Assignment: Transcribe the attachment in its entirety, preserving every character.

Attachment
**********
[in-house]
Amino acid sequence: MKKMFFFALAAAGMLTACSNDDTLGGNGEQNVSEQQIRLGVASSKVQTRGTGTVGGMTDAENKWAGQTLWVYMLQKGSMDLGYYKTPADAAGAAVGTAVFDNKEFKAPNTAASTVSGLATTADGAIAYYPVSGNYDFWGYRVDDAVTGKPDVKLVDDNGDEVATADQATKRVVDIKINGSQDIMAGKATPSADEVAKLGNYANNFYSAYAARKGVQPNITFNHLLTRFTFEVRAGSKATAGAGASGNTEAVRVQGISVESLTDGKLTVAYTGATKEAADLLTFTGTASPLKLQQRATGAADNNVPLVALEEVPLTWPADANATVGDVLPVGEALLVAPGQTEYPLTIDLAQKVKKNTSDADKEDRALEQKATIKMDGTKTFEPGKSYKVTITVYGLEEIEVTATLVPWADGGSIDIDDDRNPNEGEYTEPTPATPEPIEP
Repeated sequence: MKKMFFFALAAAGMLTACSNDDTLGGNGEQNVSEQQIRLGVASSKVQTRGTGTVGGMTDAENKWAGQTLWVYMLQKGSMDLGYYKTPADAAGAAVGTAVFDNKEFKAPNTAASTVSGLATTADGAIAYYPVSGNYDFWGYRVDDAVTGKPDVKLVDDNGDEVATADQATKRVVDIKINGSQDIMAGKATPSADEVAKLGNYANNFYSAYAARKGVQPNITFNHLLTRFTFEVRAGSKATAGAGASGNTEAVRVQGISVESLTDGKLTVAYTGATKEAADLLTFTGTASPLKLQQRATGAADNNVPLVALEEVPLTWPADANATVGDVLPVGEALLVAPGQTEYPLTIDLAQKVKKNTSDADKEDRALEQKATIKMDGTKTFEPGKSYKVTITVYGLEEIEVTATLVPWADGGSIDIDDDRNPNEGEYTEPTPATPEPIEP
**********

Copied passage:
[in-house]
Amino acid sequence: MKKMFFFALAAAGMLTACSNDDTLGGNGEQNVSEQQIRLGVASSKVQTRGTGTVGGMTDAENKWAGQTLWVYMLQKGSMDLGYYKTPADAAGAAVGTAVFDNKEFKAPNTAASTVSGLATTADGAIAYYPVSGNYDFWGYRVDDAVTGKPDVKLVDDNGDEVATADQATKRVVDIKINGSQDIMAGKATPSADEVAKLGNYANNFYSAYAARKGVQPNITFNHLLTRFTFEVRAGSKATAGAGASGNTEAVRVQGISVESLTDGKLTVAYTGATKEAADLLTFTGTASPLKLQQRATGAADNNVPLVALEEVPLTWPADANATVGDVLPVGEALLVAPGQTEYPLTIDLAQKVKKNTSDADKEDRALEQKATIKMDGTKTFEPGKSYKVTITVYGLEEIEVTATLVPWADGGSIDIDDDRNPNEGEYTEPTPATPEPIEP
Repeated sequence: MKKMFFFALAAAGMLTACSNDDTLGGNGEQNVSEQQIRLGVASSKVQTRGTGTVGGMTDAENKWAGQTLWVYMLQKGSMDLGYYKTPADAAGAAVGTAVFDNKEFKAPNTAASTVSGLATTADGAIAYYPVSGNYDFWGYRVDDAVTGKPDVKLVDDNGDEVATADQATKRVVDIKINGSQDIMAGKATPSADEVAKLGNYANNFYSAYAARKGVQPNITFNHLLTRFTFEVRAGSKATAGAGASGNTEAVRVQGISVESLTDGKLTVAYTGATKEAADLLTFTGTASPLKLQQRATGAADNNVPLVALEEVPLTWPADANATVGDVLPVGEALLVAPGQTEYPLTIDLAQKVKKNTSDADKEDRALEQKATIKMDGTKTFEPGKSYKVTITVYGLEEIEVTATLVPWADGGSIDIDDDRNPNEGEYTEPTPATPEPIEP